Tom Friedman is convinced that China has gotten the idea of proper governance right and that the U.S. has gotten it horribly wrong. Everywhere Friedman goes, it seems, he is rudely reminded of the inferiority of our way of life.
The latest reminder of our impending demise as a great power is the run-down condition of the Los Angeles International Airport:
Walking through its faded, cramped domestic terminal, I got the feeling of a place that once thought of itself as modern but has had one too many face-lifts and simply can’t hide the wrinkles anymore. In some ways, LAX is us. We are the United States of Deferred Maintenance. China is the People’s Republic of Deferred Gratification. They save, invest and build. We spend, borrow and patch.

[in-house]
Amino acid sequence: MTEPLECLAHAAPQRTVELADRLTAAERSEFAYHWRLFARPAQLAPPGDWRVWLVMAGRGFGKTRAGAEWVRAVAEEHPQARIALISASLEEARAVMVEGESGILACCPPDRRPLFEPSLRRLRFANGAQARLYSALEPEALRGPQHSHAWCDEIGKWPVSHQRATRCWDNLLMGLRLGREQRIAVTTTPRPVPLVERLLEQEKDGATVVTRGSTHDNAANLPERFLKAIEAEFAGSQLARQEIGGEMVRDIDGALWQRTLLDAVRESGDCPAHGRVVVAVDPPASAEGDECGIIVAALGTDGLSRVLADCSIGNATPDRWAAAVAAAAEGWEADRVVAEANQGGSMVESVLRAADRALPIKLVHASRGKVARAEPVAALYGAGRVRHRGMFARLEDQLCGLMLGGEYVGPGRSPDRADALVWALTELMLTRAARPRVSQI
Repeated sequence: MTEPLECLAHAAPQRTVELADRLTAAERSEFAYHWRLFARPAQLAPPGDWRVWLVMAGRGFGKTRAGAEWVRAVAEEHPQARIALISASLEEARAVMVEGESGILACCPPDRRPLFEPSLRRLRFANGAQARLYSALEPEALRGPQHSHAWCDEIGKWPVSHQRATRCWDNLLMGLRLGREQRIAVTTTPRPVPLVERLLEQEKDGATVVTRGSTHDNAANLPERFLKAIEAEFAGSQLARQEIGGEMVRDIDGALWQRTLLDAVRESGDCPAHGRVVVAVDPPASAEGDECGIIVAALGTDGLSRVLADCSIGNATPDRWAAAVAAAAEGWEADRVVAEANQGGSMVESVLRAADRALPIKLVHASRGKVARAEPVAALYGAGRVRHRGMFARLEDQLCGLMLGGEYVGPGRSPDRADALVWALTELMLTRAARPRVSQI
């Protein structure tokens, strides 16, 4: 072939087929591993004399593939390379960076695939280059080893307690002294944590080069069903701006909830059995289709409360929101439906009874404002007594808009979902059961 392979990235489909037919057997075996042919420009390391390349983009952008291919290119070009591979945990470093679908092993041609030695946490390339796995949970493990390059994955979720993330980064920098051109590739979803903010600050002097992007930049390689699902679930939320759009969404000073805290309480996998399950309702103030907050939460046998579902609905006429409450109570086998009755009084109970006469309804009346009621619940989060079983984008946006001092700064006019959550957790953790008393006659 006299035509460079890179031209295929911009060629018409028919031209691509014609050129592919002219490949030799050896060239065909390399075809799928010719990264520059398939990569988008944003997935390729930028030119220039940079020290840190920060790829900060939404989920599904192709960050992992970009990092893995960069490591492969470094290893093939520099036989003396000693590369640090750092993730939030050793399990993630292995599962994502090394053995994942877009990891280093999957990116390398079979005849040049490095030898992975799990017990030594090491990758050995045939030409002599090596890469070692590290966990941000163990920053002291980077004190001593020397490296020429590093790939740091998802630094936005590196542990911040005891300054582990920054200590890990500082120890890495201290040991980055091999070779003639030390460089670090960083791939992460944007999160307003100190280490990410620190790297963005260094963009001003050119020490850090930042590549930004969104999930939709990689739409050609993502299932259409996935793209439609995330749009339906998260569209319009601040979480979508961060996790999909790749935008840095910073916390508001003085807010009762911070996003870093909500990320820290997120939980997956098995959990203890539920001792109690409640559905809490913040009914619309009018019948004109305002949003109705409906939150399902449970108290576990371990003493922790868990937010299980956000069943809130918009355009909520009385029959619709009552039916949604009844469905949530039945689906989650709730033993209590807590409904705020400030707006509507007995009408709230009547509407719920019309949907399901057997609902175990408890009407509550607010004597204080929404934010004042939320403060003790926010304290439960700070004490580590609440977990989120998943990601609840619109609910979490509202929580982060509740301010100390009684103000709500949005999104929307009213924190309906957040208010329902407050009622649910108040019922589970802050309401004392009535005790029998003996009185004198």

But Abe Greenwald notes that, just last week it was announced that LAX will be the beneficiary of a $1.545 billion building project. The project will “create a new world-class terminal,” which is only part of a larger “master plan” to “establish a new regional icon that embodies the character of Los Angeles and transforms LAX into the airport of the future.”
Greenwald concludes that “if ‘LAX is us’ (arguably the silliest Friedman metaphor in a category packed with brutal competition), then we’re about to takeoff.”
As for Friedman, maybe he should get out less.